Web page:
Jack is having the worst summer of his life. It's 1964, he's 11 years old and he's living in slowly dying Norvelt, Pennsylvania. His mother has grounded him for accidentally shooting off his father's World War II Japanese rifle and for mowing down her corn crop (the latter at his father's instigation). The only time he can leave his house is when his next-door neighbor, Miss Volker, calls him for help. She's the town historian and chief obituary writer, but her arthritis is so bad that she can't type or grip a pen anymore. Miss Volker wants Jack to take dictation for her obits and her "this day in history" columns, and then dash down to the Norvelt News with them.
At first Jack is horrified ... at his first encounter with the acerbic Miss Volker, he thinks she's boiling her hands off as she tries a paraffin heat treatment. But as they get to know one another, Jack realizes that his love of history reflects hers. Norvelt, Miss Volker tells him, was a town founded by (what we would now call) the working poor during the Great Depression with the support of first lady Eleanor Roosevelt. The town honored her in its name. Norvelt was founded on the idea of people banding together to help one another, but now its residents are fleeing in droves. There are just a few original Norvelt-ians left, and Miss Volker is determined to remember them, and the town in which they used to live.
Miss Norvelt's obituaries are deeply personal -- as is fitting since she knows the deceaseds really, really well. But the elderly Norvelt-ians seem to be dying at an accelerated rate. This, coupled with Jack's fear of death, the dead Hell's Angel, his constantly bleeding nose, visits to the mortuary, and the fact that his dad's making him dig a bomb shelter, mean it's not going to be the boring summer Jack thought it would be.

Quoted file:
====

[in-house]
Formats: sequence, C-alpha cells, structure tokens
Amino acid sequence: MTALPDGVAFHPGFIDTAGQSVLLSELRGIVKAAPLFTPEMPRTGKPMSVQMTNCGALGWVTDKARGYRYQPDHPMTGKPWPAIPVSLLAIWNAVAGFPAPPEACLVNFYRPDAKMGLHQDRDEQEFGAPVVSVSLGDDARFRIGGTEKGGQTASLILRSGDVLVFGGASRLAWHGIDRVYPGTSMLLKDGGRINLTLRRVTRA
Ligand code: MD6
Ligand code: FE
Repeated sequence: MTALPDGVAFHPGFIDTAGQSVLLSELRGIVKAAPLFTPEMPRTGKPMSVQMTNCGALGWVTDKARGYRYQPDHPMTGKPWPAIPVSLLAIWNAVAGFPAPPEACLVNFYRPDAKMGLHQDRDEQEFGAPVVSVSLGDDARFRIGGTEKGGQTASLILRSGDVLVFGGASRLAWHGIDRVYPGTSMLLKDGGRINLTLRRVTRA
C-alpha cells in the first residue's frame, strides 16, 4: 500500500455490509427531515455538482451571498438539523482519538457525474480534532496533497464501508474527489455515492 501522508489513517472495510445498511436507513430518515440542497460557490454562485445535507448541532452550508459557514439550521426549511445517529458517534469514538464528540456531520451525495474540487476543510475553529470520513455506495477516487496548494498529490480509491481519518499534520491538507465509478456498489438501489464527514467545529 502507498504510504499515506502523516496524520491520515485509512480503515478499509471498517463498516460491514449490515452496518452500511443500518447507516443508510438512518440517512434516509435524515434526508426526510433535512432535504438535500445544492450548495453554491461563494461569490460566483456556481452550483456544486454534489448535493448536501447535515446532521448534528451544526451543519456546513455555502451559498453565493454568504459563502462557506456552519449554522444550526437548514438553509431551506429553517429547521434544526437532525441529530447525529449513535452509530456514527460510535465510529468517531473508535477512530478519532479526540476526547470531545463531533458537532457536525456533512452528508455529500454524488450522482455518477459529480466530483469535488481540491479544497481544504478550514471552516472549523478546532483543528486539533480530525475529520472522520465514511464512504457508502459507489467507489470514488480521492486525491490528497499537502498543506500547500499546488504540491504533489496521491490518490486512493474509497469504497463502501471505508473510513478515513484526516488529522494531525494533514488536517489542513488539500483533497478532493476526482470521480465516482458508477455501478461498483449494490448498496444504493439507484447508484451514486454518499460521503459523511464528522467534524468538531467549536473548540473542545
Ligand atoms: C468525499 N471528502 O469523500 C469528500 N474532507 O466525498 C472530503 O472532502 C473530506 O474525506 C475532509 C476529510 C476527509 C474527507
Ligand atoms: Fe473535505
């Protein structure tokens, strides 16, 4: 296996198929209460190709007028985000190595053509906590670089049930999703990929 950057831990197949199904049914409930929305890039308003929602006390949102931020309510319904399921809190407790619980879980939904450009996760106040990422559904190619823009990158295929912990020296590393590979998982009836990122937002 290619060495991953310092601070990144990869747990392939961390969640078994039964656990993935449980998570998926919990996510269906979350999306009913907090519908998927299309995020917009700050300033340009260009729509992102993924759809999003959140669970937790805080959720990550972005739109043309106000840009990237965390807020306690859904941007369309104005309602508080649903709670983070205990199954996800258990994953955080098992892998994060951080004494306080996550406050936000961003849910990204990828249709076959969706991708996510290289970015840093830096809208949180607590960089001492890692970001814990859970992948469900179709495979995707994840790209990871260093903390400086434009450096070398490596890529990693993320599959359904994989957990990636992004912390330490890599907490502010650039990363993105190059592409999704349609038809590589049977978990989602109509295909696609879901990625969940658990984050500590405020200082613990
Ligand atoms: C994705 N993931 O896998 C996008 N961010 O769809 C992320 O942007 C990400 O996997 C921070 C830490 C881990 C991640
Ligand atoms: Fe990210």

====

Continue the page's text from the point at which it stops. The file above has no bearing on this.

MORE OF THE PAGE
Those who like to read Gantos (or Gantos-Boy as one of the characters in this novel calls him) for the laughs or the grossology will find plenty of that here, but the part of the book that spoke to me was more sentimental. Norvelt is changing, and mostly not for the better. Miss Volker realizes it, but she's hanging on to what is good. Jack's dad sees it and wants to get out. Jack loves history and -- through Miss Volker -- understands that it can inform us about the present. He's torn between his parents -- his mom wants to stay, his dad has his eye on Florida.
Gantos serves as narrator. Five years ago I listened to one of his books, The Love Curse of the Rumbaughs, which is the only book he's written that he hasn't narrated (I think). He couldn't narrate anyone else's books, because of a strong regional accent and limited voice acting skills, but he's just perfect here. His nasality, plus those western Pennsylvania vowels, fit so well with the Jack who is telling this story. He doesn't distinguish characters with voices, but his emotional readings are so genuine. Gantos has no difficulty getting inside the head and vocal patterns of a pre-adolescent boy. Fear, fascination, exasperation, stupidity and love are all completely clear in his narration. It's a pleasure to listen to him read.
The audiobook concludes with a insightful -- if poor recording quality -- interview with Gantos. He describes his love for his home town and the very real conflicts of his parents. He briefly explains his approach to writing -- starting with a nugget of an idea and seeing where it takes him. Jack also told of his affection for Eleanor Roosevelt; invited to the White House, he began to cry as he stood in front of Mrs. Roosevelt's portrait there. (His love of Eleanor Roosevelt reminded me of that image from the first Olivia book, where a picture of the late first lady hangs in that crazy pig's bedroom.)
This book bogged down a little bit for me in the middle, as I was wondering where we were headed, but Dead End in Norvelt ended perfectly. I think I knew what was going to happen to Miss Volker, but Gantos doesn't spell it out. Jack's summer just goes on. Life goes on.
[The (tiny -- click on it to make it bigger) map of Norvelt was retrieved from the Indiana University of Pennsylvania's site on "subsistence homestead communities of the 1930s" linked above (on Norvelt).
[The portrait of Eleanor Roosevelt was taken around the time that Norvelt was founded. It is in the Library of Congress and is in the public domain. It was retrieved from Wikimedia Commons.]
Dead End in Norvelt by Jack Gantos
Narrated by Jack Gantos
Macmillan Audio, 2011. 7:11